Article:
Leveraging Leadership FOR Learning - National Council of Teachers of English
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Leveraging Leadership FOR Learning

This post was written by NCTE member Christopher Bronke.

Anyone who follows me on Twitter, works with me, or has had any sort of conversations with me around leadership knows that I firmly believe that leaders need training: we need the time and space to explore our craft, to share our strategies, and to grow individually and collaboratively. And all too often, at least in the educational space, these same leaders are so often tasked with providing the PD/training to those that they lead, that their own growth gets woefully overlooked.  That is why I was thrilled to be given the chance to do some leadership workshop work at the recent NCTE Homecoming event. These sessions provided leaders the opportunities to engage in meaningful conversations, share with one another, and grow their practice. When I think back on this work, one personal reflection stands out the most: leaders can create their own PD.

Sure, being able to attend these sorts of sessions are a fantastic opportunity for leaders to grow. And sure, districts should do more to provide their leaders with the sort of PD that will push their practice. However, presenting at Homecoming helped me learn that simply preparing to deliver leadership workshops was probably the best leadership PD I could have asked for.

Preparing for these sessions forced me to think about my beliefs, to codify my thinking and practices, and to hold a mirror up to my own practice. I had to ask myself honestly if there was anything in my own practice really worth sharing (and I was hoping there was), but to answer that question, I had to really reflect on what I believe as a leader, what I actually do as a leader, and if any of that even matters or works. I had to self-analyze my practice in ways that were new and uncomfortable, interesting, and enlightening. The act of trying to extrapolate tangible suggestions and meaningful sharings pushed my thinking in extremely rewarding ways. It illuminated strengths worth sharing but also gaps that need addressing. In some respects, it forced me to critically examine places where my leadership is lacking and to come up with improvements worth sharing.

So, what did I learn from this work? Here are a few key takeaways:

  1. Leadership isn’t as hard as it seems if we are deliberate and intentional with our planning. But the time constraints on leaders makes that a big “if” all too often.
  2. Protocols matter. Leaders cannot take for granted our role in developing and selecting the right protocol based on the purpose of the meeting. We cannot just assume teachers will engage in the ways we want them to if we don’t create the conditions and processes for that engagement.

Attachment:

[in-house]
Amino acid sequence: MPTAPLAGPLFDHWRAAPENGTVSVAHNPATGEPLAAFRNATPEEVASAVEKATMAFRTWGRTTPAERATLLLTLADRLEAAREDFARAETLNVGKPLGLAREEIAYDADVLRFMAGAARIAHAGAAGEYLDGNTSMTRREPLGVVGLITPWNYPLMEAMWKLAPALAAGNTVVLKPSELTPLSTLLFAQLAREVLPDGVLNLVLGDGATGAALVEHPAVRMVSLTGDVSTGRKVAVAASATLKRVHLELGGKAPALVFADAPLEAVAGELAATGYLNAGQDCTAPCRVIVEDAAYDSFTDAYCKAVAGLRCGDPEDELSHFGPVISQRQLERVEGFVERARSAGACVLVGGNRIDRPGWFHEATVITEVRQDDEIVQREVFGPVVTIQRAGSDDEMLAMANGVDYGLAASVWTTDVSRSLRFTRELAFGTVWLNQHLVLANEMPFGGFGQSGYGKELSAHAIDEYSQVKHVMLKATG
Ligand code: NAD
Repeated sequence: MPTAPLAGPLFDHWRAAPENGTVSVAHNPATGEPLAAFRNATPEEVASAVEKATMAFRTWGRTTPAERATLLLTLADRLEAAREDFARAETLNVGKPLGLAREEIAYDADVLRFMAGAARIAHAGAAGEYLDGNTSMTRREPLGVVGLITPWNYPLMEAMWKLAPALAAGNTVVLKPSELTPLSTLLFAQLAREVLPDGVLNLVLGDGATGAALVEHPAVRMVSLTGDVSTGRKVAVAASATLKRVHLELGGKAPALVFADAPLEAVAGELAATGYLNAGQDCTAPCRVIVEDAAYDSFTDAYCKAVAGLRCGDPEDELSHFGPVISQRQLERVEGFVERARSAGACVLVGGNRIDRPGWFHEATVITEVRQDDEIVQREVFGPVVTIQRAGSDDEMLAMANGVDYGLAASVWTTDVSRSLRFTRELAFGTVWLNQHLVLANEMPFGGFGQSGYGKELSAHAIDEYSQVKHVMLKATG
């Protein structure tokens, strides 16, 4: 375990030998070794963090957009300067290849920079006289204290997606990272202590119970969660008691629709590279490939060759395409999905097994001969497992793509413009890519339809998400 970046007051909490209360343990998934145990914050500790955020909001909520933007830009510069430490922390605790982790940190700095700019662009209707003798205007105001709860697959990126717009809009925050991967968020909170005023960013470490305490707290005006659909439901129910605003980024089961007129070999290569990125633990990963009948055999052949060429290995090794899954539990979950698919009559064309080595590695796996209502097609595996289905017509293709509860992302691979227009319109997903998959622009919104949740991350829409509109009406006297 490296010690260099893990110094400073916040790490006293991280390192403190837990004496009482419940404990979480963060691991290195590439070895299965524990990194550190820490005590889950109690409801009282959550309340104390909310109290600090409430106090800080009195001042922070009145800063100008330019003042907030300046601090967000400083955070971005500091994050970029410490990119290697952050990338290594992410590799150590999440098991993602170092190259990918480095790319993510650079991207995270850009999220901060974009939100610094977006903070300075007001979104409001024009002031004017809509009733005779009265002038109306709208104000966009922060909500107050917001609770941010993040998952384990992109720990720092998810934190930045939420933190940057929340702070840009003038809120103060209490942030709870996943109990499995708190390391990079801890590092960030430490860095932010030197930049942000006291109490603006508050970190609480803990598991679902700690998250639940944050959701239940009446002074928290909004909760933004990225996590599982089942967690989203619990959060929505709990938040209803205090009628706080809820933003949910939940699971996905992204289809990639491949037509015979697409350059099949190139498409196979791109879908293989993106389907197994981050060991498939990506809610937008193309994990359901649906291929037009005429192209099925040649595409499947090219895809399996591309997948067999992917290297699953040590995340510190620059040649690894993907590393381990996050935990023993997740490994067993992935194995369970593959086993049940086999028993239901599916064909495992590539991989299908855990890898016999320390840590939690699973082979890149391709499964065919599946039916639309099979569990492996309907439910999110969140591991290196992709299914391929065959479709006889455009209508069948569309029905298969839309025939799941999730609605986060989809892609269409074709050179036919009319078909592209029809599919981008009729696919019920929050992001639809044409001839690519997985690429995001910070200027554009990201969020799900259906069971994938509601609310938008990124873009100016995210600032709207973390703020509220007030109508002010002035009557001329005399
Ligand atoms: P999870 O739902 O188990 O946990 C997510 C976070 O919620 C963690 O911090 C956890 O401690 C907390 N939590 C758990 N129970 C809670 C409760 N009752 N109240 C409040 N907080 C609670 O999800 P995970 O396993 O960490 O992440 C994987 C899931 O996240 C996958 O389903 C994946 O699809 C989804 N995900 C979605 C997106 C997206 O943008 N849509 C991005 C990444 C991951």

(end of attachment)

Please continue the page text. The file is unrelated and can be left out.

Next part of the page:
3. Leaders need more exposure to protocols and/or practice and experience in creating them. See above …
  4. Kindness matters, a lot. Now that said, being kind is not a synonym for avoiding hard conversations or not holding those we lead accountable; however, it is a value that should permeate all we do.
  5. Leadership should be fun! That doesn’t mean it is easy or stress free; this doesn’t mean that there won’t be tears and tribulations. But leadership provides us a pathway to maintain the humanity in the work, and the joy of the journey is meaningful, worthwhile, and a labor of love. Those things should be fun.

So, if you are looking for leadership training, searching for ways to improve your practice, consider leveraging your own leadership for the sake of learning. It’s free. You can do it on your own time. And you can decide if your insights are worth sharing, but (spoiler alert) they will be!

It is the policy of NCTE in all publications, including the Literacy & NCTE blog, to provide a forum for the open discussion of ideas concerning the content and the teaching of English and the language arts. Publicity accorded to any particular point of view does not imply endorsement by the Executive Committee, the Board of Directors, the staff, or the membership at large, except in announcements of policy, where such endorsement is clearly specified.

As a practicing English teacher and department chair at Downers Grove North in Illinois, Christopher Bronke is incredibly passionate about supporting others in their learning. After seventeen years in education, Bronke has held numerous teacher leadership positions at the national level including a seat on the Teacher Advisory Council for the Bill and Melinda Gates Foundation, and currently serves as the Chair for the Conference on English Leadership which also has him serving on the Executive Committee for the National Council of Teachers of English. Bronke earned an MA in Teaching and Learning, Educational Leadership, an EdS in Educational Leadership, and is working on an EdD from Northern Illinois University in the field of educational leadership, with a dissertation focus on standards-based learning/assessing.